Another thing I really liked about the book was how Charlie’s mom is a double PhD in virology and biology and Crystal is one of the co-leaders of the Whiz Kids. As a woman in science, was it one of your goals to encourage girls in STEM.
The Crystal character was an extension of myself. And since the series was born we also now have a daughter, so it’s important to us to have that strong female character. Crystal is the geology expert and, while Charlie is technically the leader of the team, she really runs the show.
I think Crystal is a great character and girls will really get behind her. As we already touched on, this is the second book in the series. Your husband, Ben, is the sole credited author for the first one, Bringing Down the Mouse, but we discussed how you also helped come up with the idea and write that one. Your husband has been quoted as saying you have always been his secret weapon and highly involved in his writing. Can you describe how you worked with him on previous books?
Yes, we’ve been working together for many years now. We have a power lunch where we eat at the food court in the mall every day and discuss the plot, the characters and all the things that go into the different stories. He’ll give me research assignments. So we work as a team to develop these books. It’s fun that now we are officially co-writing this children’s series, but as he said I’ve been helping him along the way for quite some time.
You wrote the first draft of Man in the Moon, which sees the Whiz Kids helping NASA find a missing moon rock by entering into a paper airplane making contest. How did you come up with the idea?
It’s loosely based on Ben’s book, Sex on the Moon, which tells the true story of a moon rock heist at NASA by a young scientist. Going along with the theme where Bringing Down the Mouse is loosely based on Bringing Down the House. And then the paper plane part is ubiquitous. Every kid, every adult has made a paper airplane at some point in their lives. We thought it was a really cool way to give the Whiz Kids something fun and sciencey to do while solving this mystery.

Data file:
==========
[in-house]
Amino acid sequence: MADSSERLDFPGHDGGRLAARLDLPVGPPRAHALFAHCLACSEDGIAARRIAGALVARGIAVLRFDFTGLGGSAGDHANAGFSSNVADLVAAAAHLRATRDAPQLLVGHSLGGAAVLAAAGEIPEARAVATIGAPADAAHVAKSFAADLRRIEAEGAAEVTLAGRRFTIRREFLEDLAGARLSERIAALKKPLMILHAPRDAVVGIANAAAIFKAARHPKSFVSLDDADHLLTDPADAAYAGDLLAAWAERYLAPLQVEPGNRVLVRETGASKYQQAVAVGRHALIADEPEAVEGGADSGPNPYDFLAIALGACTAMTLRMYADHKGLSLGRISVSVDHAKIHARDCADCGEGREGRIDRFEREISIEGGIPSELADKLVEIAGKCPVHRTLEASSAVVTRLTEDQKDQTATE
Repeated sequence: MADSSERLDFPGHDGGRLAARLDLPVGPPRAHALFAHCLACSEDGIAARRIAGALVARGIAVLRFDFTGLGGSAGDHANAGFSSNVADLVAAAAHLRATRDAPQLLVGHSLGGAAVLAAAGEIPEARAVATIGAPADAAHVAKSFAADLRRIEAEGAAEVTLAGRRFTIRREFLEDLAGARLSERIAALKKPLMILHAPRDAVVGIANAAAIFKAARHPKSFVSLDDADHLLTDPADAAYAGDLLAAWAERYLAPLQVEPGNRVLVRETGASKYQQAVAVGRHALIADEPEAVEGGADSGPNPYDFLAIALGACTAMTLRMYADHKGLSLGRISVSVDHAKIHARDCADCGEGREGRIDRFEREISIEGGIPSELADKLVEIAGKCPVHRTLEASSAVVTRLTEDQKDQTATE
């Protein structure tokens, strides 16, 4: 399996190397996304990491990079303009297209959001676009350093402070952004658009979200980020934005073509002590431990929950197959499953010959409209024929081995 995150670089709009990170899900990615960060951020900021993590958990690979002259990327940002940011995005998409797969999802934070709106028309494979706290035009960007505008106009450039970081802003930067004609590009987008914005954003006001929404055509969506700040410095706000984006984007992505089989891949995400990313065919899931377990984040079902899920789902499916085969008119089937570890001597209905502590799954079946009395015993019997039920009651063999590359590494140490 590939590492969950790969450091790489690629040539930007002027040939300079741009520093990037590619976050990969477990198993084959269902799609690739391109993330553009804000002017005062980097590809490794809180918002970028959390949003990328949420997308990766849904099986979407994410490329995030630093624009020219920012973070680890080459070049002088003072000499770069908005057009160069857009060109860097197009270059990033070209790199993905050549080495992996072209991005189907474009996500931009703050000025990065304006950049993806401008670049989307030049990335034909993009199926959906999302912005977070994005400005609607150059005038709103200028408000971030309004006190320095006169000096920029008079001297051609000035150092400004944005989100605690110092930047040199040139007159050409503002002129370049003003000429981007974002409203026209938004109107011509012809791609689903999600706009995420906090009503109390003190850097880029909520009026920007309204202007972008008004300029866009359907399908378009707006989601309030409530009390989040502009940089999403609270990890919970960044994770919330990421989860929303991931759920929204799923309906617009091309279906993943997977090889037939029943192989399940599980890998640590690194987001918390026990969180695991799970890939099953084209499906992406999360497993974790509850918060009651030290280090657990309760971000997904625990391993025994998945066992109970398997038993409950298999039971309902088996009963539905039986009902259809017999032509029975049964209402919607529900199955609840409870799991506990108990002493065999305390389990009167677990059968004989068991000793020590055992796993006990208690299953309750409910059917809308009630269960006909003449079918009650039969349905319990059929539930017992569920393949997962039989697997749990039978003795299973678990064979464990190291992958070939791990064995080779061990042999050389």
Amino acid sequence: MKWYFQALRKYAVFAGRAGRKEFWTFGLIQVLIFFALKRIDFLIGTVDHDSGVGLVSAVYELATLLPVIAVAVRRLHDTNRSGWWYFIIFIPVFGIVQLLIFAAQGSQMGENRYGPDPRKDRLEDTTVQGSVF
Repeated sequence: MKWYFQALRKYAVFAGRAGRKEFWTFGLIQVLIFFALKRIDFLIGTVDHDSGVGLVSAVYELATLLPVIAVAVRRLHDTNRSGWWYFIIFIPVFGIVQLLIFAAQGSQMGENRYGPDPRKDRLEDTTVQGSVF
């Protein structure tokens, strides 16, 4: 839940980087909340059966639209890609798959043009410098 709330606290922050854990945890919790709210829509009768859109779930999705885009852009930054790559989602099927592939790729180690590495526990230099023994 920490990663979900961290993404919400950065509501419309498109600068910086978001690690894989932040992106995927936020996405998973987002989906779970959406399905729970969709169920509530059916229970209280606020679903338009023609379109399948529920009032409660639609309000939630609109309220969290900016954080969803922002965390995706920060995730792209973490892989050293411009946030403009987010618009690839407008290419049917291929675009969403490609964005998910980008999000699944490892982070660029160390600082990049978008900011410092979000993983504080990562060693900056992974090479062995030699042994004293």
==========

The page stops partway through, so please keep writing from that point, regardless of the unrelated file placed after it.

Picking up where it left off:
Did you and Ben make a lot of paper airplanes while writing this book?
Oh yeah, but he would definitely say mine are better. He has two left hands. I am much better with fine motor skills. As a dentist that is what you are doing: working in this tiny little area with these tiny little tools.
Your husband, Ben, has had a few of his books turned into movies, most notably the movies 21 and The Social Network are based on his books. I read there is interest in turning Charlie Numbers into a tv series.
Yes, we are working with Ellen Pompeo from Grey’s Anatomy and her production company, Calamity Jane. Charlie Numbers will be a live action tv show. It is still in the beginning stages, but we are definitely moving forward.
And I understand you plan for more books in the series. Have you started writing another?
We just submitted a proposal for books 3 and 4. We’ll see what the editor wants to do and what order he wants to do them in. Then we’ll get started. We are hoping the next book will be published in 2019. In other exciting news, we just sold the audio rights for the first two books. We all have those summer road trips and it is great to get the story out to kids who are trapped in the car for three hours.
We love audiobooks for road trips. I think it is a great way to forego screen time and all be engaged in a book together. I did want to ask if you’ve read Charlie Numbers to your kids, Asher and Arya, and what they think?
We started reading it to them. For our book tour in Boston, we had a couple events where we had kids from the neighborhood read passages from the first chapter. Asher was one of the readers. He really likes it.
And speaking of the book tour, Ben and Tonya have a few more events coming up. If you are in the area, I would highly recommend you stop by.
Book signing and movie screening of Planes
Soho Beach House Miami
Date: Feb 17 at 1pm
(Open to members or guests of members )
STEM presentation and book signing
Boston Museum of Science
Date: Feb 23 from 10am-12pm
Paper Airplane Presentation and book signing
Boston Children’s Museum
Date: TBD during week of April 17-20
Betsy Hotel South Beach Miami
Date: TBD in March 2018